“Why are we not having a debate here about granting asylum to Snowden?” she asks, pointing out that Europe could cite international law in this case.
But the Morales incident shows that some countries can afford to ignore international law, according to Günther Maihold. “It’s not just European countries that cooperate with US intelligence agencies. Latin American nations do it too,” he adds. That’s why their criticism is little more than posturing he says.
Maihold believes that only countries who do not rely on the US politically, those that are “on the fringes of global politics…like Ecuador, Belarus or Venezuela” would be in a position to grant asylum to someone like Snowden.

The Cochabamba Declaration by UNASUR (on the assault on President Morales)

Friday, July 5th, 2013

Watch Video in Spanish

Cochabamba Declaration
Read Censored News and firedoglake

Cochabamba, Plurinational State of Bolivia

On this Thursday night Presidents of South American Nations, gathered in Cochabamba, Bolivia, and issued a joint statement in which they affirmed their rejection of recent actions against President Evo Morales and required the governments of Portugal, France, Italy and Spain to explain the situation and asked for public apologies.

The Presidents of Venezuela, Nicolas Maduro; Argentina, Cristina Fernandez; Uruguay, José Pepe Mujica; Ecuador, Rafael Correa; Suriname, Desi Boutersi; as well as delegations from other South American nations, held an extraordinary meeting to support the President of Bolivia, Evo Morales, in the recent situation that took place in Europe at the time he was returning to his country.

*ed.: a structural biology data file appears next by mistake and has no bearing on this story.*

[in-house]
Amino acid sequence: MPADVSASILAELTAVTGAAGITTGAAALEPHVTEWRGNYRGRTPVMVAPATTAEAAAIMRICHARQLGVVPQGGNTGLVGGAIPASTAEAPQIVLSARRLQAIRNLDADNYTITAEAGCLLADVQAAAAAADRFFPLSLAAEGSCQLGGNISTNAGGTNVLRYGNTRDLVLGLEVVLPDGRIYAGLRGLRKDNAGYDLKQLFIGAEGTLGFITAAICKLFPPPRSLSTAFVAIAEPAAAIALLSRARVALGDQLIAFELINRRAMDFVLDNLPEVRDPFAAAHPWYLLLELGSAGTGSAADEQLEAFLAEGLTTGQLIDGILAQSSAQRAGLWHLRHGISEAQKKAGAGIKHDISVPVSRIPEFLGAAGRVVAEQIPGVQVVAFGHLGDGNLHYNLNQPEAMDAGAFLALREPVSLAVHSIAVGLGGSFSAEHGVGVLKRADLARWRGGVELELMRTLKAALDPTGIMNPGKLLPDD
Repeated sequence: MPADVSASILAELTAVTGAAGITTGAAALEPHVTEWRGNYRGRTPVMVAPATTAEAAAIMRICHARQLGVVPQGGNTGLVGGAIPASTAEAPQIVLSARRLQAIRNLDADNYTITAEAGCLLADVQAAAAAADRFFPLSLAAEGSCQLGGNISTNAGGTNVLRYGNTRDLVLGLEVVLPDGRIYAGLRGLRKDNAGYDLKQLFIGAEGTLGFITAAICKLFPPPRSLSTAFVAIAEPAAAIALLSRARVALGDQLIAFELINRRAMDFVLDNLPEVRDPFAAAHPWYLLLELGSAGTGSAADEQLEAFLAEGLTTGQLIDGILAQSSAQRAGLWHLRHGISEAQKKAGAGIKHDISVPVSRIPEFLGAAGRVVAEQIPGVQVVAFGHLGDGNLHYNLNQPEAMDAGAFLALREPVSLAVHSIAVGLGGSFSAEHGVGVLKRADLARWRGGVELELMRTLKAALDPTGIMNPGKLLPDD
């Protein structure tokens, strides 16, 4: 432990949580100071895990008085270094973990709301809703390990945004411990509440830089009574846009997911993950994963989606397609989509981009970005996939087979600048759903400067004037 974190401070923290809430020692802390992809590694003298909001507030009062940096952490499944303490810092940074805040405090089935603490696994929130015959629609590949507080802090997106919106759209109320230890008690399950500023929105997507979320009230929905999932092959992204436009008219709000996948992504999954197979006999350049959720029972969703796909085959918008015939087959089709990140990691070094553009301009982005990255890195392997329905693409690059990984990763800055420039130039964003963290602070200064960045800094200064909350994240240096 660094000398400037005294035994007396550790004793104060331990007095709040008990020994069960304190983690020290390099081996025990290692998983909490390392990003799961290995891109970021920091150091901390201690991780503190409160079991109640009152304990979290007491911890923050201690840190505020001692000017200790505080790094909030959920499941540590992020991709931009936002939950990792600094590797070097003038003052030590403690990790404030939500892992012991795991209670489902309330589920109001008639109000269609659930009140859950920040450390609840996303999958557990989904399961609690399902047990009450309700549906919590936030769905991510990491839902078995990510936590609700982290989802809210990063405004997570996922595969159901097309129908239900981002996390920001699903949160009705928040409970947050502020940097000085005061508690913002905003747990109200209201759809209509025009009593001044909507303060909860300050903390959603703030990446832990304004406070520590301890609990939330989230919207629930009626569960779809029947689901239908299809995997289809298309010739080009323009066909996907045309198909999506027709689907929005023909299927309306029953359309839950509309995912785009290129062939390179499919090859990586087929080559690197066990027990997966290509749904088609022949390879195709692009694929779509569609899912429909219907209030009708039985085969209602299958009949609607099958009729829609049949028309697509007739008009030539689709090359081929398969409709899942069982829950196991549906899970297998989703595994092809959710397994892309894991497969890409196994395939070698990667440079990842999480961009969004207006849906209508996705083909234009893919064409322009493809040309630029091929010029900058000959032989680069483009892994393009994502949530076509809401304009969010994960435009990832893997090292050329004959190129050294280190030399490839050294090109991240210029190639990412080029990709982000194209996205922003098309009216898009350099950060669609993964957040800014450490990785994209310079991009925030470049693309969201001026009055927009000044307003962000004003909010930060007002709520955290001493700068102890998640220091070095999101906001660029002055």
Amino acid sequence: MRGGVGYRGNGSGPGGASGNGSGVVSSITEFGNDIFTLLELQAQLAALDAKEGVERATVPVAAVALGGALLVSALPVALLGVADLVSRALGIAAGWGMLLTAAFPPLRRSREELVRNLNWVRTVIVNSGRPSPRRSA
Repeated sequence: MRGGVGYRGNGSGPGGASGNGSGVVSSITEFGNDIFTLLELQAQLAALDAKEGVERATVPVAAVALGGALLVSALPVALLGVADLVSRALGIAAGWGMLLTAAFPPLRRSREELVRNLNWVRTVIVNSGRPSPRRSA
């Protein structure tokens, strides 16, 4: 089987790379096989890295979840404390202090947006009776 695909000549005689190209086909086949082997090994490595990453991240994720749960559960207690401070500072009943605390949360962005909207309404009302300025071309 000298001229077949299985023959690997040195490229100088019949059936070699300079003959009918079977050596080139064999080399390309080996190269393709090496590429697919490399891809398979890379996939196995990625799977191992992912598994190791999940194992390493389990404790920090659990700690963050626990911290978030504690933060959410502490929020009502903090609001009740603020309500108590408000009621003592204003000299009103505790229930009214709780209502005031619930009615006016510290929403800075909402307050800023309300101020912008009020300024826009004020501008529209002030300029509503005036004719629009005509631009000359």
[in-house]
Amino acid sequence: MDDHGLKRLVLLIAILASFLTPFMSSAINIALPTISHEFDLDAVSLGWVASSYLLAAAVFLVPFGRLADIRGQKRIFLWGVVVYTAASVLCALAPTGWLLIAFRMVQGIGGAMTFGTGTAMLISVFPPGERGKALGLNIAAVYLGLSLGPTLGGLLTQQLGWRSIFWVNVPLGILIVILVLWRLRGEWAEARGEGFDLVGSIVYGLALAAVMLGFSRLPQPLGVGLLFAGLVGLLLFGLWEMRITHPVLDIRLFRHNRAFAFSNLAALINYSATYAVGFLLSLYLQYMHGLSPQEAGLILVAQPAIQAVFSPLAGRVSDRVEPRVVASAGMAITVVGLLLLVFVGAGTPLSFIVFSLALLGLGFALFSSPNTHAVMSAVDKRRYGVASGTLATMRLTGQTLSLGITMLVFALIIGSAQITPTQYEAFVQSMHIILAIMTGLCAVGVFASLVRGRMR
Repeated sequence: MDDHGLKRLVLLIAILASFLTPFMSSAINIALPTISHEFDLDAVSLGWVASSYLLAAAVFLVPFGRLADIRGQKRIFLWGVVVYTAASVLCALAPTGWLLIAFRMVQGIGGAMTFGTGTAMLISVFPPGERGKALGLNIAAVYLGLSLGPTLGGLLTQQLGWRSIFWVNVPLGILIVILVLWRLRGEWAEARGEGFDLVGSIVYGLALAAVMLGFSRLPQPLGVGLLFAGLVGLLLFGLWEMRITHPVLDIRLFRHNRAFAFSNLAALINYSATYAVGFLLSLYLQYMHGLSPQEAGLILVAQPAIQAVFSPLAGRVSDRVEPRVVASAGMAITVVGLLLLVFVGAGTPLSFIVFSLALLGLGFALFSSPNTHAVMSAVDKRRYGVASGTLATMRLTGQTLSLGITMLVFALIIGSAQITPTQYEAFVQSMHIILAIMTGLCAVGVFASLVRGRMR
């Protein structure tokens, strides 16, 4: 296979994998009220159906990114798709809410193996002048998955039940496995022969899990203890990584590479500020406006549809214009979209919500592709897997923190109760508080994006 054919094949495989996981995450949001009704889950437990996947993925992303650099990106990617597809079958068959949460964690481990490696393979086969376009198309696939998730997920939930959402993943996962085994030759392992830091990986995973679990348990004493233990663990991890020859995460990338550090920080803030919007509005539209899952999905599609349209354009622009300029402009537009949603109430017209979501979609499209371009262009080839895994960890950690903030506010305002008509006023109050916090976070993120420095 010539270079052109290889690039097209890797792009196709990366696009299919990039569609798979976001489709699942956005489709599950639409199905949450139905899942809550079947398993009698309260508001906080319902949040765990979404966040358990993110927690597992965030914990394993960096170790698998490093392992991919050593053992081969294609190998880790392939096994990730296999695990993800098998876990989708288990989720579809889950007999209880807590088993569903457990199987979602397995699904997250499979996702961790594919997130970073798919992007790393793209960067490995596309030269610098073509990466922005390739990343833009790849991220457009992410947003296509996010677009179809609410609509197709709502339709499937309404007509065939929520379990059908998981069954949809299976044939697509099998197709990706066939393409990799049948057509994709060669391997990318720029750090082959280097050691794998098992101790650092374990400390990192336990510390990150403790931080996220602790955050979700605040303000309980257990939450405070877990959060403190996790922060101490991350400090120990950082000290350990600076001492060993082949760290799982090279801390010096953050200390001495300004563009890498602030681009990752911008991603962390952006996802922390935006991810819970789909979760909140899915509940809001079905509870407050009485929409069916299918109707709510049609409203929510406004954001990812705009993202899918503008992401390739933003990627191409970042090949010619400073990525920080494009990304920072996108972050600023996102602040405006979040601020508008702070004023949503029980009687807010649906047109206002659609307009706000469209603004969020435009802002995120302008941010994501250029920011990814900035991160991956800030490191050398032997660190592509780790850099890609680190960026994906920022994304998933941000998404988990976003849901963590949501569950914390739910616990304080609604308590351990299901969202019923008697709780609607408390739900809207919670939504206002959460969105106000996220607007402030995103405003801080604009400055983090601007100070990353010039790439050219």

Following the intervention of presidents and delegations, and ratification of the rejection of the violation of multiple rights of the Bolivian president, the presidents issued a document securing its position concerning the attack. Several of the leaders questioned the effectiveness of the work of counterintelligence and investigations of the nations involved that led them to commit an error of this magnitude.

At the same time (the Presidents) seek rectification, a presentation of explanations of the case and ask for apologies for the assault on the indigenous South American Indian leader, which in turn is considered an attack against all the peoples of the region.

Below is the full text of the document signed by all the presidents:

Cochabamba Declaration

Given the situation that the President of the Plurinational State of Bolivia, Evo Morales, was subjected to by the governments of France, Portugal, Italy and Spain, we denounce before the international community and various international organizations:

— The flagrant violation of international treaties governing peaceful coexistence, solidarity and cooperation between our states, that took place is an unusual act, unfriendly and hostile, configuring an unlawful act that affects freedom of movement and displacement of a head of state and his delegation.

— The abuse and neocolonial practices that still exist on our planet in the XXI century.

— The lack of transparency about the motivations of policy decisions that prevented air traffic for the Bolivian presidential vessel and its president.

— The injury suffered by President Evo Morales, which offends not only the Bolivian people but all our nations.

— The illegal spying practices that threaten the rights of citizens and friendly coexistence among nations.